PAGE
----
Portland High Goes to Camp

Oct 6, 2021 | Reserves, Wells, Maine

Nine students from Portland High School received full scholarships to spend a week immersed in the beautiful places protected by the Wells Reserve last summer.

The students enjoyed a bird banding demonstration, searched for butterflies and dragonflies, kayaked on the Little River, created block prints, and learned about local forests and marine life—all with the support of local scientists and educators.

Their teacher, Tom Talarico, first brought students to the Reserve on a field trip in 2019 and later participated in a Teachers on the Estuary (TOTE) workshop.

“We had been hoping for an opportunity to do more with Tom and his students,” says Wells Reserve Education Director Suzanne Kahn. “Thanks to funding from the Maine Community Foundation‘s Tenny Donnelley Fund, we were able to provide a week of camp with full scholarships for all participants.”

Not only did the students learn from camp leaders—leaders were able to learn from the students as well. It was a reminder that each person who visits the Wells Reserve is unique, with their own past experiences spending time outdoors. Not everyone connects with Nature in the same way.

One student shared, “I loved it here! The animals, flowers, the birds—I would do this again!” Another said, “We learned so many things! I did an activity (kayaking) I never imagined I could do. I was so scared, but it was so enjoyable.”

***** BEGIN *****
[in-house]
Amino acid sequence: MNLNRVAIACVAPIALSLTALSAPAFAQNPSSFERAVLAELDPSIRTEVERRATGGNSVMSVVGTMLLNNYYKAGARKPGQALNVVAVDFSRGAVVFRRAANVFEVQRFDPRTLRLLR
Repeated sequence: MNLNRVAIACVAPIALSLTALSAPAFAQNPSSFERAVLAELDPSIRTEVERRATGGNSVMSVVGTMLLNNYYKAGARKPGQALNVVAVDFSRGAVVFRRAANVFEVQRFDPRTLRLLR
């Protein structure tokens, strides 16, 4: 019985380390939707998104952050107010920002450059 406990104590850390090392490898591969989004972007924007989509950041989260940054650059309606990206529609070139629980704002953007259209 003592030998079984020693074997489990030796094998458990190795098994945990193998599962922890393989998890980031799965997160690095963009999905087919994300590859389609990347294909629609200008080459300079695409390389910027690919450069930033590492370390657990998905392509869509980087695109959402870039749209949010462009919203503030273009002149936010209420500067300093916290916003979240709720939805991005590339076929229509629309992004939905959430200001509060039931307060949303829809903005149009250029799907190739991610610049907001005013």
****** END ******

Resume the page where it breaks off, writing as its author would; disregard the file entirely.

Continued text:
The camp was made possible through generous donations. Maine Community Foundation funded the camp registration fees, LL Bean donated binoculars for the students to keep afterwards, and bus transportation between Portland and Wells was paid for in full by the Charles and Rebecca S. Richardson Lifelong Learning Fund.

None of it would have been possible without educators at the Wells Reserve and Portland High School, as well as guest presenters from York County Audubon, Biodiversity Research Institute, and Coast Encounters.

Campers explored Laudholm Beach, searched for critters in the intertidal zone, and used newly gifted binoculars to view nesting terns and plovers at the river mouth.

Students enjoyed a bird banding demonstration, filled with interesting avian information from Biodiversity Research Institute scientist Evan Adams—one lucky student released a newly banded catbird!

York County Audubon expert birder Monica Grabin led the campers on a bird walk, and Sue Bickford facilitated a hands-on search for butterflies and dragonflies in the fields.

Kayaking on the Little River was a highlight and a first for most campers. By the end of the trip, they paddled like pros. After lunch, students created their own block prints at picnic tables outside, surrounded by nature for inspiration.

Eileen Willard led one of her wonderful tree walks for the students, who were fascinated to learn that trees have genders.

The students searched the pilings for signs of life and dock discoveries at Wells Harbor.

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ReservesPortland High Goes to Camp